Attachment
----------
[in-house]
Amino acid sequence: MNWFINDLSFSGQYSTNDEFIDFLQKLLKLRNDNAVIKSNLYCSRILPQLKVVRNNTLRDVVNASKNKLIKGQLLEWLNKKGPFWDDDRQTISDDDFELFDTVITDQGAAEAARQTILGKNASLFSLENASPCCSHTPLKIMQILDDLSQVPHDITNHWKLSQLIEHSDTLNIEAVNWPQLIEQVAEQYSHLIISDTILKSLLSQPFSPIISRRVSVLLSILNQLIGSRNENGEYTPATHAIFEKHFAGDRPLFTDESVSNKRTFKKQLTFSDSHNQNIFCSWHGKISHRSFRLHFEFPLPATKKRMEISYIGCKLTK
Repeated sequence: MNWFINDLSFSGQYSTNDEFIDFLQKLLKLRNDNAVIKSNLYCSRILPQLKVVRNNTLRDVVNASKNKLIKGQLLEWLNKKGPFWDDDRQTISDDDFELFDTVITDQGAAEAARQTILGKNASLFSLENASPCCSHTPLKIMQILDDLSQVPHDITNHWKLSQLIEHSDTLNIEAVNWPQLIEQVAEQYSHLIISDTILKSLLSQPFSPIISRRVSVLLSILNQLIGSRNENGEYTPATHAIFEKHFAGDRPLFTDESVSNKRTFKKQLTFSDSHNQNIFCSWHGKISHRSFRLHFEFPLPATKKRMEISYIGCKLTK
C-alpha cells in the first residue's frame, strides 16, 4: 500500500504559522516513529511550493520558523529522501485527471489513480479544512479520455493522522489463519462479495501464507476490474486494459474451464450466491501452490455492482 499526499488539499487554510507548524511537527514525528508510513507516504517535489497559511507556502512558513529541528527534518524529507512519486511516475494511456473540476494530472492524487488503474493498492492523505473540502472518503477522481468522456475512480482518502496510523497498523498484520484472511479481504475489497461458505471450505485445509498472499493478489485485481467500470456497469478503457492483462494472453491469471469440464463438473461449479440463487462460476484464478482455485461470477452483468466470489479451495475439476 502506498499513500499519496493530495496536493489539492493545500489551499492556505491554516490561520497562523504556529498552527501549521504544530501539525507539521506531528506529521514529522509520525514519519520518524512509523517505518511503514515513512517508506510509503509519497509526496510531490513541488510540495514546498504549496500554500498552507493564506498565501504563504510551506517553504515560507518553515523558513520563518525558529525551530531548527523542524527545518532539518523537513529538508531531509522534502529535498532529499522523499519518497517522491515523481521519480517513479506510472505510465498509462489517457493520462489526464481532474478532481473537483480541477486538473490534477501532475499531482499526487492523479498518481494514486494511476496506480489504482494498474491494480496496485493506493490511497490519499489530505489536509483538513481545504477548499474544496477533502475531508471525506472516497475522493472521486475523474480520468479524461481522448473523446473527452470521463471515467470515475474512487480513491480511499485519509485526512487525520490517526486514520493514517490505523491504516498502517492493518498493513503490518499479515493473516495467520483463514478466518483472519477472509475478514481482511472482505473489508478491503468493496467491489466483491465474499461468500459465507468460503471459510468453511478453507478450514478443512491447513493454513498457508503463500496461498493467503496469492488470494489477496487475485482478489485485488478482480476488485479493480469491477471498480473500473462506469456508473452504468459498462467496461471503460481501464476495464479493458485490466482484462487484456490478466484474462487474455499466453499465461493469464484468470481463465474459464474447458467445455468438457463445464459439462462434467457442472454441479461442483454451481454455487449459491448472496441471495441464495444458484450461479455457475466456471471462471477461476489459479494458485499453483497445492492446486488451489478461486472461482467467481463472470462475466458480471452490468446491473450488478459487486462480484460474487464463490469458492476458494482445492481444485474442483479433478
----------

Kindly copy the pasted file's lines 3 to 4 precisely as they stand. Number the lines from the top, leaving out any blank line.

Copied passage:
Repeated sequence: MNWFINDLSFSGQYSTNDEFIDFLQKLLKLRNDNAVIKSNLYCSRILPQLKVVRNNTLRDVVNASKNKLIKGQLLEWLNKKGPFWDDDRQTISDDDFELFDTVITDQGAAEAARQTILGKNASLFSLENASPCCSHTPLKIMQILDDLSQVPHDITNHWKLSQLIEHSDTLNIEAVNWPQLIEQVAEQYSHLIISDTILKSLLSQPFSPIISRRVSVLLSILNQLIGSRNENGEYTPATHAIFEKHFAGDRPLFTDESVSNKRTFKKQLTFSDSHNQNIFCSWHGKISHRSFRLHFEFPLPATKKRMEISYIGCKLTK
C-alpha cells in the first residue's frame, strides 16, 4: 500500500504559522516513529511550493520558523529522501485527471489513480479544512479520455493522522489463519462479495501464507476490474486494459474451464450466491501452490455492482 499526499488539499487554510507548524511537527514525528508510513507516504517535489497559511507556502512558513529541528527534518524529507512519486511516475494511456473540476494530472492524487488503474493498492492523505473540502472518503477522481468522456475512480482518502496510523497498523498484520484472511479481504475489497461458505471450505485445509498472499493478489485485481467500470456497469478503457492483462494472453491469471469440464463438473461449479440463487462460476484464478482455485461470477452483468466470489479451495475439476 502506498499513500499519496493530495496536493489539492493545500489551499492556505491554516490561520497562523504556529498552527501549521504544530501539525507539521506531528506529521514529522509520525514519519520518524512509523517505518511503514515513512517508506510509503509519497509526496510531490513541488510540495514546498504549496500554500498552507493564506498565501504563504510551506517553504515560507518553515523558513520563518525558529525551530531548527523542524527545518532539518523537513529538508531531509522534502529535498532529499522523499519518497517522491515523481521519480517513479506510472505510465498509462489517457493520462489526464481532474478532481473537483480541477486538473490534477501532475499531482499526487492523479498518481494514486494511476496506480489504482494498474491494480496496485493506493490511497490519499489530505489536509483538513481545504477548499474544496477533502475531508471525506472516497475522493472521486475523474480520468479524461481522448473523446473527452470521463471515467470515475474512487480513491480511499485519509485526512487525520490517526486514520493514517490505523491504516498502517492493518498493513503490518499479515493473516495467520483463514478466518483472519477472509475478514481482511472482505473489508478491503468493496467491489466483491465474499461468500459465507468460503471459510468453511478453507478450514478443512491447513493454513498457508503463500496461498493467503496469492488470494489477496487475485482478489485485488478482480476488485479493480469491477471498480473500473462506469456508473452504468459498462467496461471503460481501464476495464479493458485490466482484462487484456490478466484474462487474455499466453499465461493469464484468470481463465474459464474447458467445455468438457463445464459439462462434467457442472454441479461442483454451481454455487449459491448472496441471495441464495444458484450461479455457475466456471471462471477461476489459479494458485499453483497445492492446486488451489478461486472461482467467481463472470462475466458480471452490468446491473450488478459487486462480484460474487464463490469458492476458494482445492481444485474442483479433478